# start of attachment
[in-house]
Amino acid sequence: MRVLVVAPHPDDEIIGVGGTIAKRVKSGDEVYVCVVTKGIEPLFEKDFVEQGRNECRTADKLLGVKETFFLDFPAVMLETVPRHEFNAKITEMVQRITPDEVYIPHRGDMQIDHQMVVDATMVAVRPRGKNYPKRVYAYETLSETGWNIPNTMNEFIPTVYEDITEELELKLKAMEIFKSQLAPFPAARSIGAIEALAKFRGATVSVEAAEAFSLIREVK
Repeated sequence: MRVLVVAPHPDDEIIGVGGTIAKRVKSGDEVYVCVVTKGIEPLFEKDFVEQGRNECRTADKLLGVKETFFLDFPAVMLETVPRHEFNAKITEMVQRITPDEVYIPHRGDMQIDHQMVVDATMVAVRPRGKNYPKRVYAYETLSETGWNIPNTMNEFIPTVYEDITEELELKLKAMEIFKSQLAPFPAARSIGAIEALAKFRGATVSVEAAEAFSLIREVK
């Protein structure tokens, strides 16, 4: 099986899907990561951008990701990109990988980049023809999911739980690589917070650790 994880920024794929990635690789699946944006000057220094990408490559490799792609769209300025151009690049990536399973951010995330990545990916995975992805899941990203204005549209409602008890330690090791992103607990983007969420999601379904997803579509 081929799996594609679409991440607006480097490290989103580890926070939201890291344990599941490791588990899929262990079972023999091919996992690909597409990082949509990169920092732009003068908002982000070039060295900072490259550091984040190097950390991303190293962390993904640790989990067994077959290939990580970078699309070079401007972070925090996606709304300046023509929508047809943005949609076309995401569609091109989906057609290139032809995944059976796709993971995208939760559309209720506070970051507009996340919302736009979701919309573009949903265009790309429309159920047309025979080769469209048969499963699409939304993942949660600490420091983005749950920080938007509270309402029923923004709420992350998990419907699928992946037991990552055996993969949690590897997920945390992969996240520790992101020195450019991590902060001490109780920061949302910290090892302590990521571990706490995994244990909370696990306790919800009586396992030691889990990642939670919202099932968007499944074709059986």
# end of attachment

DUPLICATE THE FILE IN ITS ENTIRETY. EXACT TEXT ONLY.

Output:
[in-house]
Amino acid sequence: MRVLVVAPHPDDEIIGVGGTIAKRVKSGDEVYVCVVTKGIEPLFEKDFVEQGRNECRTADKLLGVKETFFLDFPAVMLETVPRHEFNAKITEMVQRITPDEVYIPHRGDMQIDHQMVVDATMVAVRPRGKNYPKRVYAYETLSETGWNIPNTMNEFIPTVYEDITEELELKLKAMEIFKSQLAPFPAARSIGAIEALAKFRGATVSVEAAEAFSLIREVK
Repeated sequence: MRVLVVAPHPDDEIIGVGGTIAKRVKSGDEVYVCVVTKGIEPLFEKDFVEQGRNECRTADKLLGVKETFFLDFPAVMLETVPRHEFNAKITEMVQRITPDEVYIPHRGDMQIDHQMVVDATMVAVRPRGKNYPKRVYAYETLSETGWNIPNTMNEFIPTVYEDITEELELKLKAMEIFKSQLAPFPAARSIGAIEALAKFRGATVSVEAAEAFSLIREVK
């Protein structure tokens, strides 16, 4: 099986899907990561951008990701990109990988980049023809999911739980690589917070650790 994880920024794929990635690789699946944006000057220094990408490559490799792609769209300025151009690049990536399973951010995330990545990916995975992805899941990203204005549209409602008890330690090791992103607990983007969420999601379904997803579509 081929799996594609679409991440607006480097490290989103580890926070939201890291344990599941490791588990899929262990079972023999091919996992690909597409990082949509990169920092732009003068908002982000070039060295900072490259550091984040190097950390991303190293962390993904640790989990067994077959290939990580970078699309070079401007972070925090996606709304300046023509929508047809943005949609076309995401569609091109989906057609290139032809995944059976796709993971995208939760559309209720506070970051507009996340919302736009979701919309573009949903265009790309429309159920047309025979080769469209048969499963699409939304993942949660600490420091983005749950920080938007509270309402029923923004709420992350998990419907699928992946037991990552055996993969949690590897997920945390992969996240520790992101020195450019991590902060001490109780920061949302910290090892302590990521571990706490995994244990909370696990306790919800009586396992030691889990990642939670919202099932968007499944074709059986």